Robust Growth Is In Cerus' Blood

No, Cerus (CERS) isn't an Internet stock. But it has nearly doubled in just three months--from 11 1/4 a share on Oct. 9 to 21 on Jan. 12. On Jan. 13, Morgan Stanley Dean Witter put the stock on its "strong buy" list, pushing the stock to 24 9/16. And it looks poised to head even higher, argue some pros. Certain big investors have discovered Cerus, which addresses a tremendous global problem: blood contamination. Cerus is a pioneer in developing viral "inactivation" systems that act to decontaminate blood components and to improve the safety of transfusions.

Baxter International, a global leader in technologies associated with the circulatory system, has acquired a 17% stake in Cerus and has signed a strategic pact to develop and market its plasma-inactivation processes. And the Consortium of Plasma Science, made up of key players in the industry--including Bayer, Alpha Therapeutic, and Baxter--has also agreed to fund Cerus' development of methods to inactivate pathogens in plasma.

The consortium will provide $2 million in the first year and then fund development through regulatory approval. "The clinical data have been compelling," says Katherine Martinelli, an analyst at SG Cowen Securities in Boston. The Food & Drug Administration has given approval for Phase III clinical trials on the inactivation system for platelets, which Martinelli expects will get under way in the first quarter. Similar tests are being done in Europe.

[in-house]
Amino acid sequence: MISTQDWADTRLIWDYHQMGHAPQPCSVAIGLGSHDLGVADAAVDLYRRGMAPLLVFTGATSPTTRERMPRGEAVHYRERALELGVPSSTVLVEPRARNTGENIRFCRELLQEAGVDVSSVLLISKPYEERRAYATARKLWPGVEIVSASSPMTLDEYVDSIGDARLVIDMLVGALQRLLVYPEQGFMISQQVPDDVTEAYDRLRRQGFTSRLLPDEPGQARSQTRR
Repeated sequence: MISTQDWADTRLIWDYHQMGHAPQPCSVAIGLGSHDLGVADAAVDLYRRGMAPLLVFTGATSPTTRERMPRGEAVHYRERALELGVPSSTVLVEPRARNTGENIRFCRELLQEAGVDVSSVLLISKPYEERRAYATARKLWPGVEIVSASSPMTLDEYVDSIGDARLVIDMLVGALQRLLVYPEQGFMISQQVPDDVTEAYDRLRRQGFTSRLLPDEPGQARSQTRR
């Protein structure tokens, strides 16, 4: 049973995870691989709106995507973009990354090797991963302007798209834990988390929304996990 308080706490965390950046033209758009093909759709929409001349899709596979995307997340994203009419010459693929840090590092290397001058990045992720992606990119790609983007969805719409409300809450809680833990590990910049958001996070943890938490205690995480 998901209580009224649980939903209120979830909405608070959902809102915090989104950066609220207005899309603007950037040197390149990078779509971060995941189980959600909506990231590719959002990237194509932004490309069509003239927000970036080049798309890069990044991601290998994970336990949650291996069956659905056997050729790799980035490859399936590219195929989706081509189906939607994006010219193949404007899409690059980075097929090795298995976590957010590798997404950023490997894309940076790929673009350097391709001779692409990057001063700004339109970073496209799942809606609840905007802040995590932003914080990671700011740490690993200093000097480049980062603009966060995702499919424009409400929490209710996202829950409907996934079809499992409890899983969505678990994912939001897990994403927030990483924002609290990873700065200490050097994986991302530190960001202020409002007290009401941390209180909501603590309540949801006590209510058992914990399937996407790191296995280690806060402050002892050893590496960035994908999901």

Robust Growth Is in Cerus' Blood

With some 60 million transfusions worldwide every year, the potential for Cerus' technology is enormous, says Martinelli. "We look for Cerus to receive approval overseas for its platelet system in late 2000, and in the U.S. by 2001," she adds. So revenues should ramp up in 2001, and Cerus should be in the black by 2002, she says.

Analyst Kevin Tang of BT Alex. Brown notes that the technology has been shown in a number of clinical studies to be effective at inactivating pathogens without adversely affecting plasma or platelets. He estimates the market for Cerus' systems at about $2 billion. Tang figures Cerus will earn $2.41 a share in 2002 and $6.56 in 2003, based on revenues of $112 million and $238 million, respectively.

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